I don’t think we can live our lives around what the media says. We can’t not hitchhike simply because there’s a small risk it could end badly. The way I think about it, there is statistically a much greater chance of you going for a drive now and dying in a horrific car accident, or walking outside and being hit by a car than there is of coming to a horrible and gruesome end when hitchhiking. I personally would rather hitch and be considered ‘insane’ for doing so than sit in my house in my ‘safe’ city or town and wrap my life in cotton wool. That to me is insanity.

Photo from Pretty Little Treasures

HitchingHobo rules of Hitching:

  • If a woman travelling alone, only hitch with women, families or couples.
  • If possible, carry pepper/bear spray or similar.
  • If people are confused as to whether you’re a hitchhiker or a prostitute, re-think your wardrobe.
  • Have a look into the meaning of the thumbs up in certain countries. E.g. in certain countries such as Greece and Iraq, giving the thumbs up is equivalent to giving the finger.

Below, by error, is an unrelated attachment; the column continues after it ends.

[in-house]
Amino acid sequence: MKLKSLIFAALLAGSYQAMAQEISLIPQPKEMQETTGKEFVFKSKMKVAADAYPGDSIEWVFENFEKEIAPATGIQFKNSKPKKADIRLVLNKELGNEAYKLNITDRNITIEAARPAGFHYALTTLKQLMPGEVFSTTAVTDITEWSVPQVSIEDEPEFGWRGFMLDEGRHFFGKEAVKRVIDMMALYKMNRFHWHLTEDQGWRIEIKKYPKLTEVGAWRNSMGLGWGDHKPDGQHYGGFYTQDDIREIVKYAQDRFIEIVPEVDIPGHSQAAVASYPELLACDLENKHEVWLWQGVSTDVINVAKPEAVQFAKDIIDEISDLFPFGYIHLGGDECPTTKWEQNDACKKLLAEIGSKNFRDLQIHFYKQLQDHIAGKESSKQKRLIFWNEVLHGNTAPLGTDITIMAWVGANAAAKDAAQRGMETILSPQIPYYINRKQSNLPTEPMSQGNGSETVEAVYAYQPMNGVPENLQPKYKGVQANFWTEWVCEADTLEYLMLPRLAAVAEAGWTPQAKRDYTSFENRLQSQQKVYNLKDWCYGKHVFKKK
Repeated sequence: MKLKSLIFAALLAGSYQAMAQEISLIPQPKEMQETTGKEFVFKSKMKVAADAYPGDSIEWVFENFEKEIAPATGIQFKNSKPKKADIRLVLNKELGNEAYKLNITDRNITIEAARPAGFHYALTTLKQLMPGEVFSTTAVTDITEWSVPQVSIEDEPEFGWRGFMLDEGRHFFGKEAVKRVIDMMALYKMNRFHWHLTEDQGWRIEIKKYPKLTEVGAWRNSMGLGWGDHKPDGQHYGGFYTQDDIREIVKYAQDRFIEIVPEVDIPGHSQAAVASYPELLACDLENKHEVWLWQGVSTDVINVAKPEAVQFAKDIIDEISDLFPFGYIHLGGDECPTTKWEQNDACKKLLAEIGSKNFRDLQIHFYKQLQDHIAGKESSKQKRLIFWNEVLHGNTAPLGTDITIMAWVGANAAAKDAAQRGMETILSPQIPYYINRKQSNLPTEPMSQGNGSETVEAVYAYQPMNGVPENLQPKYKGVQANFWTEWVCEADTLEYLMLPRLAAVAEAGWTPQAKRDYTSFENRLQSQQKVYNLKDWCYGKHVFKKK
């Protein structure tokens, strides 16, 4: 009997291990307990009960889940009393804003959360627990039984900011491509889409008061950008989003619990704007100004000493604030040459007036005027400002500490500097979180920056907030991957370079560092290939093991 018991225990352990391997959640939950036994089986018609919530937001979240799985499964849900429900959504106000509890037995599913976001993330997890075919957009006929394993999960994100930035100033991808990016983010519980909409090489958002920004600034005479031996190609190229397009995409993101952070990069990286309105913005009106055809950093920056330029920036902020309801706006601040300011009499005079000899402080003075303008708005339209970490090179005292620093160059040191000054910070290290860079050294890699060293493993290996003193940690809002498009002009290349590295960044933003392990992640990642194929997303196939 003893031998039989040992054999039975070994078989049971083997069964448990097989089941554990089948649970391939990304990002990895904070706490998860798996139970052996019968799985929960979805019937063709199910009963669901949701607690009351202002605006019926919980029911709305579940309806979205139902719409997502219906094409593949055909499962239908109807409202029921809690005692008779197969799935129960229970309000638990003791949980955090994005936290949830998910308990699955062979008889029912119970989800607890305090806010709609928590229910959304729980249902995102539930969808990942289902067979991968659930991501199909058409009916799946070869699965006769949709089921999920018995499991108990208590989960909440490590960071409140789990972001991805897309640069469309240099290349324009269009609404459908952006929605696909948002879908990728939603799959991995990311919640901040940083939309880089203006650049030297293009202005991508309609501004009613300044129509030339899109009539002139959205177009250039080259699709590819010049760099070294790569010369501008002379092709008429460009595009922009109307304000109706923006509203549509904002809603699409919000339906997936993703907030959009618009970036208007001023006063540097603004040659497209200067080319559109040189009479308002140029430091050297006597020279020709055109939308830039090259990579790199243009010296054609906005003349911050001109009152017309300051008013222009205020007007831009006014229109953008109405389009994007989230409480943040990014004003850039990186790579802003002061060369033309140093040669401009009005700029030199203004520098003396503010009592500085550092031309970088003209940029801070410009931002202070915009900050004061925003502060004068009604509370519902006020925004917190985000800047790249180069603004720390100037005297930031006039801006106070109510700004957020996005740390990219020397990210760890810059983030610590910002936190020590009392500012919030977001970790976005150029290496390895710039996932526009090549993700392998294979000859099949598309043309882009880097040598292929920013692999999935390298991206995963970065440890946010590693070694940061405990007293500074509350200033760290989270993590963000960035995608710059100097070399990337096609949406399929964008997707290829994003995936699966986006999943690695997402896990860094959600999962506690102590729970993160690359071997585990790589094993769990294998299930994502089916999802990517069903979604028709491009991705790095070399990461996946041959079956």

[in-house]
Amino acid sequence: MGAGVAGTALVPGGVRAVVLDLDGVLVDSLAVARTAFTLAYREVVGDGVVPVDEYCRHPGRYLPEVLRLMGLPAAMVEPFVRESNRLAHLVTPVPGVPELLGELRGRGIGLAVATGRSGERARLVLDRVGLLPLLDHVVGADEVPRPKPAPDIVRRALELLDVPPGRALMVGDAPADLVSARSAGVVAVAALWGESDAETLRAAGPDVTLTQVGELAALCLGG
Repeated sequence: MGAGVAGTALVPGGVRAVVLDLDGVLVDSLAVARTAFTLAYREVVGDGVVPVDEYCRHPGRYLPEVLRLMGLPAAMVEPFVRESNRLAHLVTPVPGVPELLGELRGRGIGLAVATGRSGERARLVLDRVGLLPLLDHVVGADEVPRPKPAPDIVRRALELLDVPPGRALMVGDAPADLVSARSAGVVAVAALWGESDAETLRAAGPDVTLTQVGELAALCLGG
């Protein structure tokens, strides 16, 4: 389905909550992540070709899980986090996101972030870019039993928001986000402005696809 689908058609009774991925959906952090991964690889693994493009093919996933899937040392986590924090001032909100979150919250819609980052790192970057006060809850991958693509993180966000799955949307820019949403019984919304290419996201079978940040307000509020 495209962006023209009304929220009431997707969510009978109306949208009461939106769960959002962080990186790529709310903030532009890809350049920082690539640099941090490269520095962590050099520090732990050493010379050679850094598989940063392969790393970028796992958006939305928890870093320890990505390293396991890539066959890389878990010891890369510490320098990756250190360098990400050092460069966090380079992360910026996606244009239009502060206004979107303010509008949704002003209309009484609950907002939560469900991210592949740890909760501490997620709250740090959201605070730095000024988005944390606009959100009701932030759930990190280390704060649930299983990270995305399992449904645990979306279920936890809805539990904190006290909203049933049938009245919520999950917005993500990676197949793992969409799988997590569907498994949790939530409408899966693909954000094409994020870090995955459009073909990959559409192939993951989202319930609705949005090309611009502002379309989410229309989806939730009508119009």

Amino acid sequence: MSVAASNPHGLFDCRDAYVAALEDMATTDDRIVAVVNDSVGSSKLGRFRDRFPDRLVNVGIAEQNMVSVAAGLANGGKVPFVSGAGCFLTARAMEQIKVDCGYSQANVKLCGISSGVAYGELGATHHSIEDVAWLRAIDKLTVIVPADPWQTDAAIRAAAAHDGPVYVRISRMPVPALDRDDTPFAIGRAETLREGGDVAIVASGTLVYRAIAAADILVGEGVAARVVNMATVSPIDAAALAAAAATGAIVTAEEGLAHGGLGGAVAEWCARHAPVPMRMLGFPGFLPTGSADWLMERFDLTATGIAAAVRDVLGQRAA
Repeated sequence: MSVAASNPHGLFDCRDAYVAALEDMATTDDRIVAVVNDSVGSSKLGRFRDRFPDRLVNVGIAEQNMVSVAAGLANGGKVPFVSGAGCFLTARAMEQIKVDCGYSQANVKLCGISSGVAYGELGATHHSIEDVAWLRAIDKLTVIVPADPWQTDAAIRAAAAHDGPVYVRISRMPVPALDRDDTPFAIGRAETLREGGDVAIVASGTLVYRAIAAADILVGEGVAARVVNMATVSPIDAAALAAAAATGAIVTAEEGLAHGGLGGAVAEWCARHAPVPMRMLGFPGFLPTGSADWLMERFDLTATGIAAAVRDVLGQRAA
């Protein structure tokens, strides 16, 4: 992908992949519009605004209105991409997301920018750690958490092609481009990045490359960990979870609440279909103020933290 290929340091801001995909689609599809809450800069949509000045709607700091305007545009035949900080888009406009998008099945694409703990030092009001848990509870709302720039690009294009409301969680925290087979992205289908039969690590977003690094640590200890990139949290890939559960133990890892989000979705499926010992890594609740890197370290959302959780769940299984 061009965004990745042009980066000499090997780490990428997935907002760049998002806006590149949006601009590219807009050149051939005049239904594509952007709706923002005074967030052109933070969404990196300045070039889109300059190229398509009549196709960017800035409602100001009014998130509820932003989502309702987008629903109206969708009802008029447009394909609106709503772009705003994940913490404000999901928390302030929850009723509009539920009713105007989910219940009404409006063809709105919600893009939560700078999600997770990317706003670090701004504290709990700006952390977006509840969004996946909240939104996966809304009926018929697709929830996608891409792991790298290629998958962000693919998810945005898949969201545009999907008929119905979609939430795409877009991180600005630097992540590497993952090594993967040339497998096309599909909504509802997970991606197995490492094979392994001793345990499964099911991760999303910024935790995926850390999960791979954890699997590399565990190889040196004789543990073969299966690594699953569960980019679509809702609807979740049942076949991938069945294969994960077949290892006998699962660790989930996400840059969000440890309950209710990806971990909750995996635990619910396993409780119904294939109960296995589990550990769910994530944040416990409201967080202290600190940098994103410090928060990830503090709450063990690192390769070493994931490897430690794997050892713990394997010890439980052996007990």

• Don’t be afraid to offend. A common issue with us Brits, we can be overly polite and considerate to other people’s thoughts and feelings. If I don’t like the look of someone, that British part of me thinks ‘oh but this nice man didn’t have to stop with me, he’ll be offended if I say no’, and I have to slap that side of me away. Its still important to be polite, but as long as you’re polite without going against what you want to do.
  •  Try to keep your bag with you rather than in the boot. I’ve personally witnessed an Aussie hitcher lose his bag with all of his possessions when the car sped off before he had time to retrieve it from the boot. Even if it makes travel slightly more uncomfortable, its worth it.